SARASOTA, Fla. - Nearly 66 years later, a soldier missing since the Korean War has finally been identified and is being brought home to be laid to rest.
In early November of 1950, 20-year-old Master Sgt. Charles J. Brown, Jr. and his regiment were attacked and surrounded. The majority of the soldiers were captured and taken to POW camps, but Brown was never listed on the POW list.
Instead, he was listed as deceased in 1953.
During recovery operations in North Korea between 1990 and 2005, the remains of at least 600 U.S. servicemen were found, including the remains of Brown, who was identified through DNA.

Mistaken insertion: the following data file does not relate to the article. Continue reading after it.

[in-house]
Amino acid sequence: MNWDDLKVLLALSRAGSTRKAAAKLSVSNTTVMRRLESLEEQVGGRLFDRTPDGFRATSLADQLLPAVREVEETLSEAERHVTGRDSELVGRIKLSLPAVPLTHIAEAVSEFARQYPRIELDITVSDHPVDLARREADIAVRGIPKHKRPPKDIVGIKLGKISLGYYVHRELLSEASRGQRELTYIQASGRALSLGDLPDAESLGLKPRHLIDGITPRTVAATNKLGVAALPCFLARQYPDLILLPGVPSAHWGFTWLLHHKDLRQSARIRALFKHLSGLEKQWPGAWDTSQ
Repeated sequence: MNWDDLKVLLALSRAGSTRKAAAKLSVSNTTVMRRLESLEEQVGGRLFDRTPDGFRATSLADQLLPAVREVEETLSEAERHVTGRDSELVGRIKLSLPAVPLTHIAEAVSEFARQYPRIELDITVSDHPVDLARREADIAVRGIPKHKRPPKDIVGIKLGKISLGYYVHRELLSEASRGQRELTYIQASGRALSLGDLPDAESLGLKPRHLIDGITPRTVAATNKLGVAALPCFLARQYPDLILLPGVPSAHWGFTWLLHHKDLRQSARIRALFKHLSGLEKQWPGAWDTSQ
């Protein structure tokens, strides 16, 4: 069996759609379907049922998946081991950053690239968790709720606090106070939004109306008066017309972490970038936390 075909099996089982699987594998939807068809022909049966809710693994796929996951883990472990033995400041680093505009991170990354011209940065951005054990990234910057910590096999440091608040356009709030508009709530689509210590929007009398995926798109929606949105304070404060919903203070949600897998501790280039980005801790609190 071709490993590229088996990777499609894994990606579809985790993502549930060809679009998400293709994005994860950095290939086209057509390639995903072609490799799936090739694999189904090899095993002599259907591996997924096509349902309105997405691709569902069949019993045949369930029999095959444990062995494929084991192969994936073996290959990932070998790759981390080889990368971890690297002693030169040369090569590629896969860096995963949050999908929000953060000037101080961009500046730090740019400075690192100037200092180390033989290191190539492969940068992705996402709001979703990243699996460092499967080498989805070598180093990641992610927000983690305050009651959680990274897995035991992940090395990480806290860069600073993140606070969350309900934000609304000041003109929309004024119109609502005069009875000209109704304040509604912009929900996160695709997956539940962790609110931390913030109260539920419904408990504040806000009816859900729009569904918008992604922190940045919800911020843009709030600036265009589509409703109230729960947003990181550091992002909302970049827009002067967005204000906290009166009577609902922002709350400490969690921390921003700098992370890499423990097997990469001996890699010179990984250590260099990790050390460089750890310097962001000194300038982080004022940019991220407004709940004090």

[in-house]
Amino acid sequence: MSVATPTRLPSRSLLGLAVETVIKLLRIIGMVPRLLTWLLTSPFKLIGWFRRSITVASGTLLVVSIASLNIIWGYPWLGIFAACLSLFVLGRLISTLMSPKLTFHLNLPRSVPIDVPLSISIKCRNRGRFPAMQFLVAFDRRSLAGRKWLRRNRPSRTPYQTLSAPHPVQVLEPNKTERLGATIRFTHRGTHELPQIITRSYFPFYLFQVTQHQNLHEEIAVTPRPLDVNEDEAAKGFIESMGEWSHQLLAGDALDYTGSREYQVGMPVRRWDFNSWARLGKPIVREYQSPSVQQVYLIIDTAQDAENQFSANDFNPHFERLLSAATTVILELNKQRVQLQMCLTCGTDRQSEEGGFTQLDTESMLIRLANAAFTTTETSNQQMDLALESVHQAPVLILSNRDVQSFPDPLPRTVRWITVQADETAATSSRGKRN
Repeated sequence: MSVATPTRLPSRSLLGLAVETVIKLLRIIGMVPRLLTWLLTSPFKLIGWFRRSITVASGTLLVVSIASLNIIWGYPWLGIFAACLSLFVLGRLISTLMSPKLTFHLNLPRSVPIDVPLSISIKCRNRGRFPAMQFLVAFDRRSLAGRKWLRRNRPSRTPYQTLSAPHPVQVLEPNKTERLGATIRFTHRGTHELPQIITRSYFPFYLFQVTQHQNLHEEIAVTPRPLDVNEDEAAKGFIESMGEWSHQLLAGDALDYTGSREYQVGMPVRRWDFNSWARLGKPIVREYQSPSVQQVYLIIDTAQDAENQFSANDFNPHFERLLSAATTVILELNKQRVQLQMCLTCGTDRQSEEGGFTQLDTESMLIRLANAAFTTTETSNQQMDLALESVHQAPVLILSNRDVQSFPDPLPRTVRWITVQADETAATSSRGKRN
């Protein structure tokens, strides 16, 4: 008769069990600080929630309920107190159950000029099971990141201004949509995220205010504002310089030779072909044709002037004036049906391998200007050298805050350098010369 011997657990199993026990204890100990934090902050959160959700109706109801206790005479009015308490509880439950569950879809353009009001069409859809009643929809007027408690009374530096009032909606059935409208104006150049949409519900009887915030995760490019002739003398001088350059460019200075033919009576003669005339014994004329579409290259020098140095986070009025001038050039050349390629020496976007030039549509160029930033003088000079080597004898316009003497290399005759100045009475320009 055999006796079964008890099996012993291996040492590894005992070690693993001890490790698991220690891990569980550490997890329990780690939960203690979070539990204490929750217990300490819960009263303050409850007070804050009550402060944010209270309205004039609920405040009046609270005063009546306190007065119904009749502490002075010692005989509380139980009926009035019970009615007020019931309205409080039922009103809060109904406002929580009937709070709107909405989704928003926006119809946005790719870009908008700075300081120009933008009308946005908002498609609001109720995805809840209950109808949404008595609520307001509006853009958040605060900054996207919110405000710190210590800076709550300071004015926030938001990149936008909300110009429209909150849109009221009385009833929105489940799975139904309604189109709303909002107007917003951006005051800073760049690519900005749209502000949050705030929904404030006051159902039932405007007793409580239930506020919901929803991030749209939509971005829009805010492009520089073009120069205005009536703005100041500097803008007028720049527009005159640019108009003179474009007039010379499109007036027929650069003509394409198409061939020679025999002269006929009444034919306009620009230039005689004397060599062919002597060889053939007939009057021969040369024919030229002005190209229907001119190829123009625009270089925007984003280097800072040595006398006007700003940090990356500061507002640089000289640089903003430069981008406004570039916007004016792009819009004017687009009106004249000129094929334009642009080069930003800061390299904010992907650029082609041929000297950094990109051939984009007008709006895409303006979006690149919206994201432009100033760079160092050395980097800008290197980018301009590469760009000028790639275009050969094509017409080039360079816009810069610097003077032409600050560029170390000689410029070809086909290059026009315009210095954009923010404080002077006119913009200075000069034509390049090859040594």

Thursday, when Master Sgt. Brown's body was flown in on the plane, the passengers stopped and stood quiet with respect.
Roxanne Joffe, with Magnify Good, took photos of his flag-draped casket as he was brought home for burial and said it was emotional for everyone as they honored a person they didn't know.
Master Sgt. Brown, who was from Ozone Park, New York, will be buried Monday, Sept. 26 at the national cemetery in Sarasota.